About the Author: Desmond Lachman is a senior fellow at the American Enterprise Institute. He was previously Deputy Director of the Policy Development and Review Department of the International Monetary Fund and Chief Emerging Market Economics Strategist at Salomon Smith Barney.
The 2008-2009 global economic and financial crisis taught the world a painful lesson about Minsky times. Such a moment occurs when asset prices collapse and interest rates on risky loans skyrocket after a prolonged period of reckless speculative activity.
Hyman Minsky, the American credit cycle expert, told us that a prolonged period of stability in financial markets tends to create the conditions for severe instability in financial markets. By this he meant that as economic confidence and asset prices soar, the financial system tends to grant increasingly risky loans on the assumption that asset prices will rise forever. When asset prices eventually stop rising and lenders realize that they may not be repaid, the whole house of cards in the credit market collapses.
If ever we have had a period of high risk credit in a context of rapidly rising asset prices, it has been the last eighteen months. The financial system has loaned with abandon even as U.S. stock valuations soared to staggering levels they’ve only seen once in the past 100 years and U.S. house prices adjusted for l inflation exceeded their pre-crisis peak in 2006. This lending frenzy was fueled by Federal Reserve bond purchases of around $ 5,000 billion in response to the pandemic that prompted investors to seek returns.
One indication of excessive lending is the over $ 1 trillion loaned to heavily indebted US companies and the skyrocketing global debt to a level well above its pre-crash peak in 2008. According to the International Institute for Finance, global debt reached nearly $ 300 trillion in the second quarter of 2021. Relative to GDP, it was around 350%, above the 280% before the bankruptcy de Lehman in September 2008.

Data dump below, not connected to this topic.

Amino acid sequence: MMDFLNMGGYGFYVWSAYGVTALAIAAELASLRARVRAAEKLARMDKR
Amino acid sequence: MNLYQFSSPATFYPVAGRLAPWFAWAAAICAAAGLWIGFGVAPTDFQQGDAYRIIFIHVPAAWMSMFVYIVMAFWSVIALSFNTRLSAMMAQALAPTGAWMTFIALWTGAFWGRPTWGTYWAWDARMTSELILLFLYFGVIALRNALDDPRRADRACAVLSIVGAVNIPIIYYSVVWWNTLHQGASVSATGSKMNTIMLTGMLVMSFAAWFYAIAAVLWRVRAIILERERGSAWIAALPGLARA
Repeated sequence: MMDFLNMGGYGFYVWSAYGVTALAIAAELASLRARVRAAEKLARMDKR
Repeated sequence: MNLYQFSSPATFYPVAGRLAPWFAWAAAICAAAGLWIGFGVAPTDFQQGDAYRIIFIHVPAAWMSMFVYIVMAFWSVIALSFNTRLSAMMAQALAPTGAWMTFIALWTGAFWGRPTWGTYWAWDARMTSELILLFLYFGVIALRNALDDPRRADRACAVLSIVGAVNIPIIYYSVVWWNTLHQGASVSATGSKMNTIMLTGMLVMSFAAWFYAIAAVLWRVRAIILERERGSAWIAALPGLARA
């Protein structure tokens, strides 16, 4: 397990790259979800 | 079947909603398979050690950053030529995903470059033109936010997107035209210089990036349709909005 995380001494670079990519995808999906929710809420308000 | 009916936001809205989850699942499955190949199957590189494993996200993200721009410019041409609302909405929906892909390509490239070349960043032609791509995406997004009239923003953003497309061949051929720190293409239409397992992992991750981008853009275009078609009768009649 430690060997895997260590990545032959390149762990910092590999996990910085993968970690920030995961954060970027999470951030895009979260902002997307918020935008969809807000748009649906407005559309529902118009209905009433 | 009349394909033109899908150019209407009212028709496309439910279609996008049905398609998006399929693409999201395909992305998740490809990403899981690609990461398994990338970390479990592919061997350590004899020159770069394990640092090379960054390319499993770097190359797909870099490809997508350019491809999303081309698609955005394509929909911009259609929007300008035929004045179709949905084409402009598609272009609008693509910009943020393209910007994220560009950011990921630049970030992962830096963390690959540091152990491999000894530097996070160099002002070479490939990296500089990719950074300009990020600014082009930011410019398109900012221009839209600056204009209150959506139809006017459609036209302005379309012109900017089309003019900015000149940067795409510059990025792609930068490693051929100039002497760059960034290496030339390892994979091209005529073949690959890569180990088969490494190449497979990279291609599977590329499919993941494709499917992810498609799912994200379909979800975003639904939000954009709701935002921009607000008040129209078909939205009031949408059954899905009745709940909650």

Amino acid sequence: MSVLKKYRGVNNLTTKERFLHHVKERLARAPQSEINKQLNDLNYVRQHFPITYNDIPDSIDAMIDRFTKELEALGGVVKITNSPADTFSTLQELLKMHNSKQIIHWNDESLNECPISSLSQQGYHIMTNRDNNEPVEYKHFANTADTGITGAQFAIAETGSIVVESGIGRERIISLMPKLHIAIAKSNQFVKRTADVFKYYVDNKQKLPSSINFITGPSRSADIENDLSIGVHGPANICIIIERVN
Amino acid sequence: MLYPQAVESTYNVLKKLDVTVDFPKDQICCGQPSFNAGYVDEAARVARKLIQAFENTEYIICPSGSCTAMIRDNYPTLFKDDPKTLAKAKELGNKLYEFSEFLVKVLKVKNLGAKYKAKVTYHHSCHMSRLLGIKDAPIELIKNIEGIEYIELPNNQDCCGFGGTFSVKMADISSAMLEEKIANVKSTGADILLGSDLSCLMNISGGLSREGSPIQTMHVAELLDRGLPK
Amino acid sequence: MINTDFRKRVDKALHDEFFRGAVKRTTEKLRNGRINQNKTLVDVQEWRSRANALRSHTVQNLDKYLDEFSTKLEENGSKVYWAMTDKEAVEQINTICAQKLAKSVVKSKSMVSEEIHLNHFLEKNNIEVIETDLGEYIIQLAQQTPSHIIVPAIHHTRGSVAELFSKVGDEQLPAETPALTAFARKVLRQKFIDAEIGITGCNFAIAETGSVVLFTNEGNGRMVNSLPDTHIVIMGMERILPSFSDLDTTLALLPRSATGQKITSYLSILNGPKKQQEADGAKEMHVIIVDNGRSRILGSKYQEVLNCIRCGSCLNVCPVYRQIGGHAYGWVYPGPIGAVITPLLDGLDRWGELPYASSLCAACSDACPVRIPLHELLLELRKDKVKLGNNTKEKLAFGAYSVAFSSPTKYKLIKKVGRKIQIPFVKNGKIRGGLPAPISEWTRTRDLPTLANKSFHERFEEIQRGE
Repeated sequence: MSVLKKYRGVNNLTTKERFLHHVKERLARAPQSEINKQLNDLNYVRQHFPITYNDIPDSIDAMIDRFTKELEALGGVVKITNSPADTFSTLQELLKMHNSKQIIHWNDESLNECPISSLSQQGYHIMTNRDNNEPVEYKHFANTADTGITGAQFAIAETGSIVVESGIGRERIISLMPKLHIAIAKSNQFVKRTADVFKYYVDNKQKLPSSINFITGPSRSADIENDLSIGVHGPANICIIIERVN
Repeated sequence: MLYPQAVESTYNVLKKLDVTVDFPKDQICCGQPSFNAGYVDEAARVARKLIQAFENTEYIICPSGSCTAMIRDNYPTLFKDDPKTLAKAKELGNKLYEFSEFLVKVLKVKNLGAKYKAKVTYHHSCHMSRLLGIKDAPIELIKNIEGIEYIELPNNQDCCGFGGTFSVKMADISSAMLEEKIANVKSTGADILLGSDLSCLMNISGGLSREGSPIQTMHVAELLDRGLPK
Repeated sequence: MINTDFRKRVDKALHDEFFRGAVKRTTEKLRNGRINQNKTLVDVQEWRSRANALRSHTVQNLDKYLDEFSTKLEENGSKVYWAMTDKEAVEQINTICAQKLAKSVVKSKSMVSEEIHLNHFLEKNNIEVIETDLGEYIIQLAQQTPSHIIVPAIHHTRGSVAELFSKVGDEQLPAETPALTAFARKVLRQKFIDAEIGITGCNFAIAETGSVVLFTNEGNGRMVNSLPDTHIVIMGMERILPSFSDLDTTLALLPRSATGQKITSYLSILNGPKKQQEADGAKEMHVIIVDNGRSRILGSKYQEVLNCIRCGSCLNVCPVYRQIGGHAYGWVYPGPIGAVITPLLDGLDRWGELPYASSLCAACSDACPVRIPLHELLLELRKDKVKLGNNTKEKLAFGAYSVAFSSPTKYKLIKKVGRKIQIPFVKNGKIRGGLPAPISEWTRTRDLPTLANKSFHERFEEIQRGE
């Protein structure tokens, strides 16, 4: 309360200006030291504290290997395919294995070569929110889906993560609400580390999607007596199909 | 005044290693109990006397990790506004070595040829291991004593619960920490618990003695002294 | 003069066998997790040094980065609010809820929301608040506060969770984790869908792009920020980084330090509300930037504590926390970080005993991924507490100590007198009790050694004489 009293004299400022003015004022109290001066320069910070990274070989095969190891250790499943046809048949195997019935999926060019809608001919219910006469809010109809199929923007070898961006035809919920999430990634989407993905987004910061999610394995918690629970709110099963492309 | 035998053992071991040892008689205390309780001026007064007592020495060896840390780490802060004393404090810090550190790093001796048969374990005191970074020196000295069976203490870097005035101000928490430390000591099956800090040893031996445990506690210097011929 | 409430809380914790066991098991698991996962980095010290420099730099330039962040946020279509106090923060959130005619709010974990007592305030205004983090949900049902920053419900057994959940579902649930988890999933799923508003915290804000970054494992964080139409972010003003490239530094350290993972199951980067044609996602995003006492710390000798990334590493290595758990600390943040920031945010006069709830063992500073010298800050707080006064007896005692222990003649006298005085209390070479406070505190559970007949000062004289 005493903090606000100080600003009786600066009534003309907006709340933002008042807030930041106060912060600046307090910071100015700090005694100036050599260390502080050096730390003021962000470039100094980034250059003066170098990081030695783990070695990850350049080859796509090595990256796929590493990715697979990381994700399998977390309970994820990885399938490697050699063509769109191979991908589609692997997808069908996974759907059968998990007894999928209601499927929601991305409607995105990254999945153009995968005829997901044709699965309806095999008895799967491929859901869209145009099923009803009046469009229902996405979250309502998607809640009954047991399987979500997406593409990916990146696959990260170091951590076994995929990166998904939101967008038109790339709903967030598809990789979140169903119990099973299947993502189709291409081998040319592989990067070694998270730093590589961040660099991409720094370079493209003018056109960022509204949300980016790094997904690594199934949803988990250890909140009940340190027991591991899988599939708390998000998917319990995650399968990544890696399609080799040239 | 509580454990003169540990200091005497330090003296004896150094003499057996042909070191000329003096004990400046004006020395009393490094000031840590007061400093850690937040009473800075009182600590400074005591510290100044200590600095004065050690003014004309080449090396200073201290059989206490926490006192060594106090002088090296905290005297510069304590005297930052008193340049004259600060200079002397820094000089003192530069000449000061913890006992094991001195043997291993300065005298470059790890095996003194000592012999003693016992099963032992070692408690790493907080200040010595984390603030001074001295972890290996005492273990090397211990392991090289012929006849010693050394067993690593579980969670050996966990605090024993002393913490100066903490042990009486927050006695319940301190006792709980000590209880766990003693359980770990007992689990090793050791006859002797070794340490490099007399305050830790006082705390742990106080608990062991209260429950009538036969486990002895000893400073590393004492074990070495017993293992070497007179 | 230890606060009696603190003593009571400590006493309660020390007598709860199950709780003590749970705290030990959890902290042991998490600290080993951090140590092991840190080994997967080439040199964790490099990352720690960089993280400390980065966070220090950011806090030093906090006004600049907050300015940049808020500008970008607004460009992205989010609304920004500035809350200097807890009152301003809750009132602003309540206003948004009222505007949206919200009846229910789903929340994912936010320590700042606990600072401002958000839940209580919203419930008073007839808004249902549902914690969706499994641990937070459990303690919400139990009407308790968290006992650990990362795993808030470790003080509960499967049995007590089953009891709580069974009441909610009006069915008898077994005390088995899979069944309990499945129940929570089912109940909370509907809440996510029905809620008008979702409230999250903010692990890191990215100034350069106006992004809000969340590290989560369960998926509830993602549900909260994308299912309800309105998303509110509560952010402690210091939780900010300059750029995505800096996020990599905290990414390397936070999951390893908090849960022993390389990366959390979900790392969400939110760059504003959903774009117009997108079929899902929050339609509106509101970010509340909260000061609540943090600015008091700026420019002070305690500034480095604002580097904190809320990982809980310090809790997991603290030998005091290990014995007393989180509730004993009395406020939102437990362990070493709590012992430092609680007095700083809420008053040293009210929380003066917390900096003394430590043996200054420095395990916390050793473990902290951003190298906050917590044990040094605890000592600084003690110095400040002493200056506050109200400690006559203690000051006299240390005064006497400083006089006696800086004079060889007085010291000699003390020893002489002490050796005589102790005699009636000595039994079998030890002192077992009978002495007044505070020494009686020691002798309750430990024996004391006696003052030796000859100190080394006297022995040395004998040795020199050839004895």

A particularly disturbing example of gross credit misallocation is that which characterizes emerging market economies, which now represent about half of the global economy. Over the past 18 months, these economies have taken on more debt than ever at relatively low interest rates as global investors seek returns. This has been the case despite the fact that the pandemic has wreaked havoc on their economies and, in too many cases, put their public debt on an unsustainable trajectory.
While the current combination of an “everything” asset price bubble and an extended period of reckless lending would seem to make a Minsky moment inevitable, the timing of that moment is still difficult to predict. However, there is good reason to believe that this moment could come this year either because of tighter global liquidity conditions or because of a tougher-than-expected Chinese economic landing.
Already at its last meeting, the Federal Reserve indicated that it intended to step up the pace at which it would scale down its bond purchase program with a view to ending it in March. This would pave the way for interest rate hikes to bring inflation back under control. With US inflation now reaching its fastest rate in the past 40 years and with the Omicron variant likely to delay repairing the global supply chain and exacerbate labor shortages in the country, there is a real risk that the Fed will be forced to raise interest. rate at a much faster rate than what the market now expects. This seems to be especially the case when you consider how far negative interest rates are currently adjusted for inflation.
Problems also appear to be brewing in the Chinese economy, which has been the main engine of economic growth for the world economy and its largest consumer of international commodities. In particular, the severe financial difficulties of Evergrande, the world’s most indebted real estate company, and the unusually large build-up of credit over the past decade suggest that China’s real estate and credit growth pattern might have been out of breath. This could cause real problems for the highly indebted and commodity dependent emerging market economies.
Economists and the Federal Reserve are reassured that today’s U.S. banking system is much better equipped to handle the bursting of an asset price and credit market bubble than it was in 2008. But this awareness seems to blind them to the high level of exposure of the largely unregulated non-bank part of the financial system. This could set us up for a series of long-term capital management-type crises when the Minsky moment finally arrives. US and global economic policymakers do not seem at all prepared.
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